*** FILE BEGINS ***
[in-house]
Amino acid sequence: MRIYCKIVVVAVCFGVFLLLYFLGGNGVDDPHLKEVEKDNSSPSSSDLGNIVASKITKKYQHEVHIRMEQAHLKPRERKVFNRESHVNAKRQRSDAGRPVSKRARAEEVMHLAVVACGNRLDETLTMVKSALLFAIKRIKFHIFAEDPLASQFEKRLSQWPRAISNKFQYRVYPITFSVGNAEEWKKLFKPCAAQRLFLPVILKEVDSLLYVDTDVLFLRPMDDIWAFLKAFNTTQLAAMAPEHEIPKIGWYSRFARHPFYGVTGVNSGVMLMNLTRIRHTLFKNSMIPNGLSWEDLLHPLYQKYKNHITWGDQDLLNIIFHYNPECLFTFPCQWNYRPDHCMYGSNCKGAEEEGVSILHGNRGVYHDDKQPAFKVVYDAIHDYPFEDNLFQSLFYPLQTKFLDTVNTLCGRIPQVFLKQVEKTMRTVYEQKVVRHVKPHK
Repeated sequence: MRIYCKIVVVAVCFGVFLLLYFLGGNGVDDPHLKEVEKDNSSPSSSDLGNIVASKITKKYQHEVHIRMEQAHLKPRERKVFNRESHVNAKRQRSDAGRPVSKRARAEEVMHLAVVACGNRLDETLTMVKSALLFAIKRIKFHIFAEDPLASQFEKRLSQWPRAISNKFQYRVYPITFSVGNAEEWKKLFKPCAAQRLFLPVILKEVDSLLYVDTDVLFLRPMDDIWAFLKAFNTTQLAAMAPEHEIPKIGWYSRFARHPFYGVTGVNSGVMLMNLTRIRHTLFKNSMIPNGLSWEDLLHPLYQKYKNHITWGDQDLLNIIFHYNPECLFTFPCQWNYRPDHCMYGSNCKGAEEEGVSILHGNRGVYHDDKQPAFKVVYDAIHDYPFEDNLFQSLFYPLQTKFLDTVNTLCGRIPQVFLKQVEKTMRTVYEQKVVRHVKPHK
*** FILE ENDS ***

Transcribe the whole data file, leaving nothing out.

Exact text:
[in-house]
Amino acid sequence: MRIYCKIVVVAVCFGVFLLLYFLGGNGVDDPHLKEVEKDNSSPSSSDLGNIVASKITKKYQHEVHIRMEQAHLKPRERKVFNRESHVNAKRQRSDAGRPVSKRARAEEVMHLAVVACGNRLDETLTMVKSALLFAIKRIKFHIFAEDPLASQFEKRLSQWPRAISNKFQYRVYPITFSVGNAEEWKKLFKPCAAQRLFLPVILKEVDSLLYVDTDVLFLRPMDDIWAFLKAFNTTQLAAMAPEHEIPKIGWYSRFARHPFYGVTGVNSGVMLMNLTRIRHTLFKNSMIPNGLSWEDLLHPLYQKYKNHITWGDQDLLNIIFHYNPECLFTFPCQWNYRPDHCMYGSNCKGAEEEGVSILHGNRGVYHDDKQPAFKVVYDAIHDYPFEDNLFQSLFYPLQTKFLDTVNTLCGRIPQVFLKQVEKTMRTVYEQKVVRHVKPHK
Repeated sequence: MRIYCKIVVVAVCFGVFLLLYFLGGNGVDDPHLKEVEKDNSSPSSSDLGNIVASKITKKYQHEVHIRMEQAHLKPRERKVFNRESHVNAKRQRSDAGRPVSKRARAEEVMHLAVVACGNRLDETLTMVKSALLFAIKRIKFHIFAEDPLASQFEKRLSQWPRAISNKFQYRVYPITFSVGNAEEWKKLFKPCAAQRLFLPVILKEVDSLLYVDTDVLFLRPMDDIWAFLKAFNTTQLAAMAPEHEIPKIGWYSRFARHPFYGVTGVNSGVMLMNLTRIRHTLFKNSMIPNGLSWEDLLHPLYQKYKNHITWGDQDLLNIIFHYNPECLFTFPCQWNYRPDHCMYGSNCKGAEEEGVSILHGNRGVYHDDKQPAFKVVYDAIHDYPFEDNLFQSLFYPLQTKFLDTVNTLCGRIPQVFLKQVEKTMRTVYEQKVVRHVKPHK